Sequencing the rock layers will show students how paleontologists use fossils to give relative dates to rock strata.Once students begin to grasp "relative" dating, they can extend their knowledge of geologic time by exploring radiometric dating and developing a timeline of Earth's history.Using relative dating the fossil is compared to something for which an age is already known.
In a way this field, called geochronology, is some of the purest detective work earth scientists do.
There are two basic approaches: relative age dating, and absolute age dating.
Time factors of millions and billions of years is difficult even for adults to comprehend.
However, "relative" dating or time can be an easy concept for students to learn.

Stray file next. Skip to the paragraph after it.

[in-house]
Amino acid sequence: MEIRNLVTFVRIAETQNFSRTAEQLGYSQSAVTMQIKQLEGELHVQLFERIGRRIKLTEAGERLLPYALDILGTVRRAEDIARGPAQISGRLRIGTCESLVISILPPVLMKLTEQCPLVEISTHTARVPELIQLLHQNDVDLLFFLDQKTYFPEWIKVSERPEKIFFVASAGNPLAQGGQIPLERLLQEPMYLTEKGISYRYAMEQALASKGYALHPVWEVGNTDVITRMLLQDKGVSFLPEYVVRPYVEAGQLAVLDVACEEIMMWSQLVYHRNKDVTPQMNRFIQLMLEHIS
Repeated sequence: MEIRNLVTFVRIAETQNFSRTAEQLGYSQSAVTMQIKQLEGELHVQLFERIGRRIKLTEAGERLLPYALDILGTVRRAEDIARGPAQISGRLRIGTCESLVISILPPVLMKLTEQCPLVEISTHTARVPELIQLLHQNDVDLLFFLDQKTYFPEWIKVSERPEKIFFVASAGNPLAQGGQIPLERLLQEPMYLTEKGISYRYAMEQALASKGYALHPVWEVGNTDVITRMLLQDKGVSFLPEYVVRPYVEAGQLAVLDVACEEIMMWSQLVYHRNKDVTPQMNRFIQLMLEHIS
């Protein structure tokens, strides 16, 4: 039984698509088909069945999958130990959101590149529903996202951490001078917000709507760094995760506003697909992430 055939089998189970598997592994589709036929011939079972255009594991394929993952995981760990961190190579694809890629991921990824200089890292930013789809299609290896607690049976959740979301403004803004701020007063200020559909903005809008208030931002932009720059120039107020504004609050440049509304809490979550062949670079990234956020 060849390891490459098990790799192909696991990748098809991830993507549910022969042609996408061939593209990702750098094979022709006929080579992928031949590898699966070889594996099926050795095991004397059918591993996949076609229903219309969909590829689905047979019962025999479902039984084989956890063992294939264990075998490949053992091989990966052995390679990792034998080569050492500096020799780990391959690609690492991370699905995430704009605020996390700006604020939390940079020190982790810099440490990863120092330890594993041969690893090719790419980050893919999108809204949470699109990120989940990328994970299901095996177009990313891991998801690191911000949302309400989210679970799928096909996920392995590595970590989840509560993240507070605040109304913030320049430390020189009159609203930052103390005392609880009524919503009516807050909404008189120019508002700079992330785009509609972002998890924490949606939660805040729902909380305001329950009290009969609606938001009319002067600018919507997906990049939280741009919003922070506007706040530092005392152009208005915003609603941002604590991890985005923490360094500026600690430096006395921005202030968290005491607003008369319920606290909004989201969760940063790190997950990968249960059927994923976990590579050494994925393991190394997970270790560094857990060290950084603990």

Geologists generally know the age of a rock by determining the age of the group of rocks, or formation, that it is found in.
The age of formations is marked on a geologic calendar known as the geologic time scale.If a geologist claims to be 45 years old, that is an absolute age.Superposition: The most basic concept used in relative dating is the law of superposition.Simply stated, each bed in a sequence of sedimentary rocks (or layered volcanic rocks) is younger than the bed below it and older than the bed above it.This law follows two basic assumptions: (1) the beds were originally deposited near horizontal, and (2) the beds were not overturned after their deposition.To determine the relative age of different rocks, geologists start with the assumption that unless something has happened, in a sequence of sedimentary rock layers, the newer rock layers will be on top of older ones. This rule is common sense, but it serves as a powerful reference point.